Monument Valley Navajo Tribal Park Arizona

Vanlife diaries #36: Bisti Badlands, Monument Valley & Kanab

By mid-November, we wrapped up an amazing few weeks in New Mexico with an adventure through wild badlands and then travelled across several states en route to our ultimate goal of Nevada (and southern California shortly thereafter). 

It was really our last week of proper travelling in the US before we’ll transition into full-on Mexico prep mode and start spending most of our days dealing with insurance logistics, permit problems, and a general plan for our voyage south of the border on the 2nd of December. And what a send-off it was!

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What we’ve been up to this week

Finally leaving White Sands behind after quite a few days frolicking around the park, we got back on the road Monday— and still had no idea where we were going. 

I had originally suggested to go to Bisti Badlands, a supposedly otherwordly paradise of weird hoodoos and dramatic rock features, but Dan and I both feared that we were running out of time with our Mexico date fast approaching. Could we afford a 5hr, 2-day detour?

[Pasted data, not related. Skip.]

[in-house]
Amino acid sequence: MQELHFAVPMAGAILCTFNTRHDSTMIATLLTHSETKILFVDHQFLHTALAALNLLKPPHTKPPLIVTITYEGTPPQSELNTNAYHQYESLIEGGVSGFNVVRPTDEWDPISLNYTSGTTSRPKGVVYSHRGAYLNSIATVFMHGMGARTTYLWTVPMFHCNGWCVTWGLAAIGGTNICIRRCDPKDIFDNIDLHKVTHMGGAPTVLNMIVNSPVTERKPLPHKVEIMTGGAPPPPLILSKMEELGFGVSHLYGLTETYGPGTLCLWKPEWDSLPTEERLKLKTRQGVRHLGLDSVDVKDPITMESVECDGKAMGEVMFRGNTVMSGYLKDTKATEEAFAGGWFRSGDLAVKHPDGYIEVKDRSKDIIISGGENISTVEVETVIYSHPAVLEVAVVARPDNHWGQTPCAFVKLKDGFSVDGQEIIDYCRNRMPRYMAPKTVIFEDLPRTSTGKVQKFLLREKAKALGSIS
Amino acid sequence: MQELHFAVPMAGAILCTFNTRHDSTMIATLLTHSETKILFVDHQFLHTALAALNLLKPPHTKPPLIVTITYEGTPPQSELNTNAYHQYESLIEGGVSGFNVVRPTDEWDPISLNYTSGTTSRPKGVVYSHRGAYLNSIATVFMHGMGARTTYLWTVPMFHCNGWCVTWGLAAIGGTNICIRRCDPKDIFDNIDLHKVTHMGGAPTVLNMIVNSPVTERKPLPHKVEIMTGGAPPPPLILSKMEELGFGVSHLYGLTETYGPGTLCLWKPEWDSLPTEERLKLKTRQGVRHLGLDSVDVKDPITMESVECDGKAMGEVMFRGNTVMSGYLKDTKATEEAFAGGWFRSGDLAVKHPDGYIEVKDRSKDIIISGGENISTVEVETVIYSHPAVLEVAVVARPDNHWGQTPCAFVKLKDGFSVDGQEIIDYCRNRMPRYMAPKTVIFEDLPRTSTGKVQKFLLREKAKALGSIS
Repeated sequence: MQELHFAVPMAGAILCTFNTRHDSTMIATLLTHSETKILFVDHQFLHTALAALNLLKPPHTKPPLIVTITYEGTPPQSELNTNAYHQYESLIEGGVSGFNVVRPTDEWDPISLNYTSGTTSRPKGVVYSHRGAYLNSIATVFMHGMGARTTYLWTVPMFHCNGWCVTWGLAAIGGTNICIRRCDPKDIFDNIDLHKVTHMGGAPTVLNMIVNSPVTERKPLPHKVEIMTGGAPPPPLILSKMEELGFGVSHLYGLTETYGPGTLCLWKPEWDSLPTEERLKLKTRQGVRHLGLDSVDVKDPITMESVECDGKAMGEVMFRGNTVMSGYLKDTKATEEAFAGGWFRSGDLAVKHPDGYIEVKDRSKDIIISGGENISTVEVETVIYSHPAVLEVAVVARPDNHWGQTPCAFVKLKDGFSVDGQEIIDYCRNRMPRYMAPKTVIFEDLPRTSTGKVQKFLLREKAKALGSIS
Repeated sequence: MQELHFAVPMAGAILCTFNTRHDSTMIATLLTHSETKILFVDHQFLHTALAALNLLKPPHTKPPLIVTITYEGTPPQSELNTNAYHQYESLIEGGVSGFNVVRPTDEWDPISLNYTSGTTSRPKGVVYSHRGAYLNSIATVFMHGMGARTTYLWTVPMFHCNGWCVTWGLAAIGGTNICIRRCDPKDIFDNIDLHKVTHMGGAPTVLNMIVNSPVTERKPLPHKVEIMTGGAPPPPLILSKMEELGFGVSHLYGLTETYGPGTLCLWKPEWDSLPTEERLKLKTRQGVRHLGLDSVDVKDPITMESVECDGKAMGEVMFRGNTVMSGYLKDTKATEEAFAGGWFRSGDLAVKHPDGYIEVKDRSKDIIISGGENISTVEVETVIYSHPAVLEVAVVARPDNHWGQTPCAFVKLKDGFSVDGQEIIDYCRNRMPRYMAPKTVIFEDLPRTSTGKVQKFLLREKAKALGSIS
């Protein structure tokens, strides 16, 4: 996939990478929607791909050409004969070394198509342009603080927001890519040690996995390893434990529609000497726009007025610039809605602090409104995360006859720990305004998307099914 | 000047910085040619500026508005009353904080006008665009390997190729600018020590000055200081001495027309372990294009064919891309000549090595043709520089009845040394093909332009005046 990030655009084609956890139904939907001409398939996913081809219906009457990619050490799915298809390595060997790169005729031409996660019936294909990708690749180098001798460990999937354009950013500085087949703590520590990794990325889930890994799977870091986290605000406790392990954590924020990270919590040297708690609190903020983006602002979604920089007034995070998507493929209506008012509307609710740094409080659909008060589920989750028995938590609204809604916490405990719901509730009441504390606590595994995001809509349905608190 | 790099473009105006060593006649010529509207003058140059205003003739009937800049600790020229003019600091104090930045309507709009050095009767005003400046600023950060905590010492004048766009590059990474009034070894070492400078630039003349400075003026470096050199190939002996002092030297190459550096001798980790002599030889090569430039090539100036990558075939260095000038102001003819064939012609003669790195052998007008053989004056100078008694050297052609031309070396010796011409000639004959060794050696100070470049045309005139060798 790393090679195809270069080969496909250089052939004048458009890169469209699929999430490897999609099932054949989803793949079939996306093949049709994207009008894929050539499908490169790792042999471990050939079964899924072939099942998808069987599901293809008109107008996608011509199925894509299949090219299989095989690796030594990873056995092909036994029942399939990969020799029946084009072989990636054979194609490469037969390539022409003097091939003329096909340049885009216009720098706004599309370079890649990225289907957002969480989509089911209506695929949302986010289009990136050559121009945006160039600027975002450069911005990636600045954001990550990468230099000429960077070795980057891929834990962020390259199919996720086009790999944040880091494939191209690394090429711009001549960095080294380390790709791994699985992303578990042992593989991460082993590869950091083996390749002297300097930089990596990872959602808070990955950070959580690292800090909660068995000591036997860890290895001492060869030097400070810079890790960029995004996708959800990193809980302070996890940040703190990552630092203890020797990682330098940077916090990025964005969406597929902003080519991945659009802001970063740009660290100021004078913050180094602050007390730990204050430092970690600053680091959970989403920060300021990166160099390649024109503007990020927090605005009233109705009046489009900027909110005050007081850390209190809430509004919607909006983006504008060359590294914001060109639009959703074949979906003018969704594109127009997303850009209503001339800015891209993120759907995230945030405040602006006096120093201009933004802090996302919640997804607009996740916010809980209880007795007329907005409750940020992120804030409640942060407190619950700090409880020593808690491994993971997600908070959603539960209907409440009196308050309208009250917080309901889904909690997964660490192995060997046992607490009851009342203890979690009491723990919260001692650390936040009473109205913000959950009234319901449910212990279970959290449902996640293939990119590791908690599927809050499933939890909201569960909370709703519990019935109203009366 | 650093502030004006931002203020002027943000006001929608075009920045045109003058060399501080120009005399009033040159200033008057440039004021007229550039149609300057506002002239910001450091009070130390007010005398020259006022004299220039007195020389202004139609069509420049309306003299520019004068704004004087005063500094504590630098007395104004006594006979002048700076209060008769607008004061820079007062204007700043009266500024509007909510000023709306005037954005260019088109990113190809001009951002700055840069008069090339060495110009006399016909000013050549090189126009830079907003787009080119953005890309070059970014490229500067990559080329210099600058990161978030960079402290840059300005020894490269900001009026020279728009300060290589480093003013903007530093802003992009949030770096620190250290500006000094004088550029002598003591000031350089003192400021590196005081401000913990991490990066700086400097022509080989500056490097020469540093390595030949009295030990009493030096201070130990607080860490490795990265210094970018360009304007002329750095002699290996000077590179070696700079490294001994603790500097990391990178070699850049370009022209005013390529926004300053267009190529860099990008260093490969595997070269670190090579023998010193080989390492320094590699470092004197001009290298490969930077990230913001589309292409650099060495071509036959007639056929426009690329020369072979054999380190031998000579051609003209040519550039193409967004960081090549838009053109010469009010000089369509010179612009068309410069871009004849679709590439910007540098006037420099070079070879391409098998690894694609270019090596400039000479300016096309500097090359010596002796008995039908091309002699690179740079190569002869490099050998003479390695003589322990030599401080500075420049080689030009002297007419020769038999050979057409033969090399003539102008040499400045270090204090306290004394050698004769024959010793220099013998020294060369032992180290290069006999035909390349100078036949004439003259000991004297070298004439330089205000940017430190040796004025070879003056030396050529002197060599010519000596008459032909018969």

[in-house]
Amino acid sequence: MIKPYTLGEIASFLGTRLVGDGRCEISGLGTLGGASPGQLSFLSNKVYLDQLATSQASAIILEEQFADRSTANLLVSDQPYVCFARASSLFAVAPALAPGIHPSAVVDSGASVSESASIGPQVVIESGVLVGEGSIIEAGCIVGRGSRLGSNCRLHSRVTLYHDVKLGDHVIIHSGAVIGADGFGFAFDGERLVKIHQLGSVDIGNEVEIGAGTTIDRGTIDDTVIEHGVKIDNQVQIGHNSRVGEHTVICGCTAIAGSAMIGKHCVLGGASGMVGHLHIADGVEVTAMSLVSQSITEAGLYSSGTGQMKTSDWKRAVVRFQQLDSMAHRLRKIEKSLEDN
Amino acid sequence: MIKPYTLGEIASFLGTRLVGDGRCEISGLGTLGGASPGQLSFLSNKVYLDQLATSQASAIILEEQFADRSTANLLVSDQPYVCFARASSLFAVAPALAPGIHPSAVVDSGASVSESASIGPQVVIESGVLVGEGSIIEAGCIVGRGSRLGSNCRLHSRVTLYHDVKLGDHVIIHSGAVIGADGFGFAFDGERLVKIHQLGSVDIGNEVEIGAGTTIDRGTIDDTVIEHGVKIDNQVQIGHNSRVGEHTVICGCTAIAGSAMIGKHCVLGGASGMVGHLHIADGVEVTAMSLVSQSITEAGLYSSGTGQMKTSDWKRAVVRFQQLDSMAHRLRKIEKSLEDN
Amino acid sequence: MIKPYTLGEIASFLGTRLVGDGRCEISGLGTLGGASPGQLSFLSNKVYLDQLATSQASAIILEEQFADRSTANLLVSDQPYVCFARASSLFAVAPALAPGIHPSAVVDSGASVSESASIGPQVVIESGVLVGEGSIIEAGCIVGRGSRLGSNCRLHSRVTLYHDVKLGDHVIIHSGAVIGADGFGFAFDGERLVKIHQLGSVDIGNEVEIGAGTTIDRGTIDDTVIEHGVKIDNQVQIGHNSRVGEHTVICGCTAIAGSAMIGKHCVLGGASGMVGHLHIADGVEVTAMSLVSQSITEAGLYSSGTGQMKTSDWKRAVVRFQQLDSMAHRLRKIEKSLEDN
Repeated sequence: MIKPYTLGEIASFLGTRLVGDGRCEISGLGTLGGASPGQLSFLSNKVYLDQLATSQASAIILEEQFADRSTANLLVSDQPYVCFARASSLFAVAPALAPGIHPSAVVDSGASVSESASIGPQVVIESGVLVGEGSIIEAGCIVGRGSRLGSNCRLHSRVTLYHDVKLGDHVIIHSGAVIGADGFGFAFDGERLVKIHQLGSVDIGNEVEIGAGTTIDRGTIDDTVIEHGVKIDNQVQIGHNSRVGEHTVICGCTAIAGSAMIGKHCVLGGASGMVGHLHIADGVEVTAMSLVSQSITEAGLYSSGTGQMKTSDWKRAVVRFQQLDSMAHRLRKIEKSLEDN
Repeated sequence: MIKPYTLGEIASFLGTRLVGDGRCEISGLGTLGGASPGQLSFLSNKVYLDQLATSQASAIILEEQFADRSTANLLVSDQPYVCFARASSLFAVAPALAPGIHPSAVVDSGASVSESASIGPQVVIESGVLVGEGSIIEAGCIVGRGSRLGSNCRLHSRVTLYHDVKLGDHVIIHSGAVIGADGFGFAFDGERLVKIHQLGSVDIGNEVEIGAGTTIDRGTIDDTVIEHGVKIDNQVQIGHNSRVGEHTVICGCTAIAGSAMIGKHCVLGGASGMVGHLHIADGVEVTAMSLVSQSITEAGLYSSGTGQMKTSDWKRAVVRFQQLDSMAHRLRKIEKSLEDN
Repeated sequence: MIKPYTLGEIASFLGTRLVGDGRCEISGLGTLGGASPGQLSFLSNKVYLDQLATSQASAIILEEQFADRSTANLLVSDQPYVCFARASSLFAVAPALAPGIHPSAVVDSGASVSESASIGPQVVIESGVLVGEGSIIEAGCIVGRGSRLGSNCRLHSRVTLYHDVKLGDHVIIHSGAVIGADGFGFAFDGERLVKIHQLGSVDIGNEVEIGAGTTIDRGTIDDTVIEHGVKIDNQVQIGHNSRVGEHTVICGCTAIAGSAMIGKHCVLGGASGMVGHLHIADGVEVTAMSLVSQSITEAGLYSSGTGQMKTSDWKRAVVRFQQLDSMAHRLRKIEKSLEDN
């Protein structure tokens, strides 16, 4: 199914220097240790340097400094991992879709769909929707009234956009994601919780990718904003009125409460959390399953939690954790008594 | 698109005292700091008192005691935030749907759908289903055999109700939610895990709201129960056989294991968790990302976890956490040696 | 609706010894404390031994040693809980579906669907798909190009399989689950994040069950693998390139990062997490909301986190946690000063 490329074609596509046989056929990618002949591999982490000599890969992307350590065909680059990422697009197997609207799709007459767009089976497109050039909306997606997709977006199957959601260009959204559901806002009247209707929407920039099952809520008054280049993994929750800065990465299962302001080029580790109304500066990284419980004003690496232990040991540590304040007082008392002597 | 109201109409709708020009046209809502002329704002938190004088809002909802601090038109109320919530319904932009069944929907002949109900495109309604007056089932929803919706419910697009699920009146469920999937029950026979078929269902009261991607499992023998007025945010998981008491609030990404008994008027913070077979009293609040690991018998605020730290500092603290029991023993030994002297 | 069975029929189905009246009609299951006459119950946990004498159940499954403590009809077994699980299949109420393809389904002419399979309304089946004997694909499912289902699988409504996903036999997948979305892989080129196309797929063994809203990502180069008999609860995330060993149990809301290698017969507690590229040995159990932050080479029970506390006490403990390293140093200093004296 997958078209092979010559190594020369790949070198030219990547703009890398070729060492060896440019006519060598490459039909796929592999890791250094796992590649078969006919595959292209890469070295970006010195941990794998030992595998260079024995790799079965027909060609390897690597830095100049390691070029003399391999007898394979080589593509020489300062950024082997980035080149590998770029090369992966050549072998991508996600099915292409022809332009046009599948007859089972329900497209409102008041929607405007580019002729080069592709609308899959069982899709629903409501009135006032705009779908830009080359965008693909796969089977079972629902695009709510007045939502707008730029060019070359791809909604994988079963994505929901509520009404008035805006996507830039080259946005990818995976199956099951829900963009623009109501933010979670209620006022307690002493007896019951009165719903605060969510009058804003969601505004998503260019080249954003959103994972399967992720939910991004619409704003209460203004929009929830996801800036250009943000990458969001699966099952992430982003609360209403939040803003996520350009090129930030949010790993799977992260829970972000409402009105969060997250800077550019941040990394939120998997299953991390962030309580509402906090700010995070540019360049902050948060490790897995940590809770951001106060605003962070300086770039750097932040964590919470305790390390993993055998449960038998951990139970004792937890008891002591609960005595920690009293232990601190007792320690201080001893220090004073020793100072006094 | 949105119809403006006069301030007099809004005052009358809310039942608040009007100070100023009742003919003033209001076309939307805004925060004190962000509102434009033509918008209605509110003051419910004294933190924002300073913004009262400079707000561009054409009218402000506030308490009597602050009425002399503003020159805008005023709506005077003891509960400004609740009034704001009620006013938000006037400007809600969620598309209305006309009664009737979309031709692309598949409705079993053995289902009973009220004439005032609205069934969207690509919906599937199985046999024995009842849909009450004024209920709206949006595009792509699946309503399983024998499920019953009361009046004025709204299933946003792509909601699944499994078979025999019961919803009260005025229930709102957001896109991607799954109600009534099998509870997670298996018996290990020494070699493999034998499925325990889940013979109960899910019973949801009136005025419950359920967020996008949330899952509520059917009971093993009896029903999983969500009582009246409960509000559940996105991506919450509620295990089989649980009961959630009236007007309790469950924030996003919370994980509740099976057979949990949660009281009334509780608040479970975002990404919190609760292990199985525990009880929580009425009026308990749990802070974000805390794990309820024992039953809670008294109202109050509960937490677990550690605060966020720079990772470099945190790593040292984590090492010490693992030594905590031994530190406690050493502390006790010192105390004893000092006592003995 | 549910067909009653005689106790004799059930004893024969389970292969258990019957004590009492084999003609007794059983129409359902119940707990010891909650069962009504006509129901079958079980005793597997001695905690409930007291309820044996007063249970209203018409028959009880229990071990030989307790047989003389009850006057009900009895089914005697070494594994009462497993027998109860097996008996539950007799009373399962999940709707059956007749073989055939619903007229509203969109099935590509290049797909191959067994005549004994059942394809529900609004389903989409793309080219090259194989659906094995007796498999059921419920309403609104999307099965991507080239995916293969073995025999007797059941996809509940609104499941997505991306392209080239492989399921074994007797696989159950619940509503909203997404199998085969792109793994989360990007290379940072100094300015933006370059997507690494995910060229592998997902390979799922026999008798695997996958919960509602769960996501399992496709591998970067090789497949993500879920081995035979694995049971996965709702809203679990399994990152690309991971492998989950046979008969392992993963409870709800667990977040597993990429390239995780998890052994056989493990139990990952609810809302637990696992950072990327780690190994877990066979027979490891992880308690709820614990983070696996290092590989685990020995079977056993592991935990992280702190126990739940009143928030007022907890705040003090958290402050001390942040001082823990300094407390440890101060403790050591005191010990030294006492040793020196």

This is the question we asked ourselves and each other approximately 2,000 times as the drive began— we had about an hour before we needed to exit for Bisti Badlands, and we spent every minute of that debating in circles and settling on a decision only to backtrack our own choice.

With only moments to spare, we decided it would surely be worth a couple days and veered dramatically to the north. 

And all concerns about the need to get to Las Vegas to handle van maintenance vanished while we wandered through the lunar landscape of rock pillars and grey hoodoos— there’s no doubt, it was worth it.

Bisti Badlands Bisti/De-Na-Zin Wilderness New Mexico
Flying saucer/mushroom in Bisti Badlands
Bisti Badlands Bisti/De-Na-Zin Wilderness New Mexico
Lost in the hoodoos at Bisti Badlands

Hidden in the desolate landscape of northwestern New Mexico, the expansive 45,000-acre Bisti/De-Na-Zin Wilderness protects rolling badlands, fantastical hoodoos, and some of the state’s most otherworldly geology.

The best way to explore Bisti Badlands is by hiking deep into the rocks and clambering around between the striking formations— there’s no official route, no trail, and no signs, which leaves you entirely free to make it up as you go along.

Read more: THE ULTIMATE 2-WEEK NEW MEXICO ROAD TRIP ITINERARY: WHITE SANDS, HOT SPRINGS & BISTI BADLANDS

My toe is still broken, but that didn’t stop us from meandering 10mi through the wilderness in search of the most bizarre scenery. 

We even camped alongside the striated dust piles, waking up and forgetting for a split-second where I was as I spotted what appeared to be an alien planet out the bedside window.

Bisti Badlands Bisti/De-Na-Zin Wilderness New Mexico